Considerable work is needed to better understand the Post-Acute Sequelae of SARS-CoV-2 infection (PASC). This should begin with defining the condition(s) and health effects it encompasses and determining what is causing those effects. This knowledge will support those experiencing ongoing symptoms and help researchers identify treatments to help people with PASC in their recovery. We know that COVID-19 is a complex disease that can have profound effects on nearly every part of the body during acute infection as well as over the longer term. We also know that if even a small proportion of those infected with SARS-CoV-2 globally go on to experience long-term symptoms, the societal impacts could be profound. We must develop a better understanding of how many people experience long-lasting symptoms so that medical, public health and social support systems may respond adequately. The importance of preventing the long-term health effects of COVID-19 cannot be overstated. Vaccines are highly effective in preventing both symptomatic and asymptomatic infection and thus offer excellent protection. This is just one of many reasons why universal access to COVID-19 vaccines should be a global priority.

FAQ: Did the COVID-19 vaccine work if you didn’t experience side effects?

After receiving a COVID-19 vaccine, some people experience adverse effects such as fatigue or headaches. These reactions can be a sign that the immune system is working. But what about people who do not experience any side effects? Does an absence of adverse effects mean the vaccine did not work?

Scientists distinguish two types of adverse effects after vaccines: local reactions that occur at the site of injection—pain, swelling or redness—and systemic reactions, or symptoms throughout the rest of the body, such as fatigue, fever or nausea. Both types may be caused by activation of the inflammatory immune system and typically subside within 1-3 days after vaccination.

Not everyone who receives a COVID-19 vaccine experiences side effects. During trials, about 20-30% of mRNA vaccine (Moderna, Pfizer) recipients and 40-55% of J&J (Janssen) vaccine recipients did not experience any systemic side effects after COVID-19 vaccination.The U.S. Centers for Disease Control and Prevention (CDC) summarized the proportion of people who reported local and systemic side effects during the trials for the Moderna, Pfizer, and J&J vaccines in adults:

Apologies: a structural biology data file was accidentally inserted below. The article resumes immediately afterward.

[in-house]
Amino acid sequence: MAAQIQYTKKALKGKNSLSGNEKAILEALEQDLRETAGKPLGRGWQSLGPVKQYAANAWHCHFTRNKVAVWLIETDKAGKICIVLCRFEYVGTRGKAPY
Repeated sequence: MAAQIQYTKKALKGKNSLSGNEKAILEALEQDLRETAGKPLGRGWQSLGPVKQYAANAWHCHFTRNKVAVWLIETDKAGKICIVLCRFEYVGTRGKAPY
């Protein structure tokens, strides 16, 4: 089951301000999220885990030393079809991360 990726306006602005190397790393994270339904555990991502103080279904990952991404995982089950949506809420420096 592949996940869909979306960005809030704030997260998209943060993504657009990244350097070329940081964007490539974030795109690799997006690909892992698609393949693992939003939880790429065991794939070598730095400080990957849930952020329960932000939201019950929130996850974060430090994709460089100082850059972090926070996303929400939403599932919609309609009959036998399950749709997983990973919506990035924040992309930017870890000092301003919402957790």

• Across all three vaccines, the most common local side effect was pain at the injection site, which was reported by 33-58% of J&J trial participants and 65-90% of Pfizer and Moderna trial participants, as well as 10-20% of trial participants who received a placebo injection (an injection with saline instead of a vaccine).
  • The most commonly reported systemic side effects were fatigue and headache, which were reported by as many as 30-45% of J&J vaccine recipients and 50-60% of mRNA vaccine recipients. Side effects were more commonly reported by recipients of the Moderna compared to the Pfizer vaccine.
  • Fever was less commonly reported. Among older age groups in the vaccine trials, only 3% of J&J vaccine recipients and 10-11% of mRNA vaccine recipients reported having a fever. Among younger age groups, the percentage was slightly higher for all three vaccines at about 15-18% of vaccine recipients.
  • Overall, about 80% of younger participants and 70% of older trial participants who received mRNA vaccines reported at least one systemic side effect. Only 62% of younger and 45% of older participants who received the J&J vaccine reported at least one systemic side effect.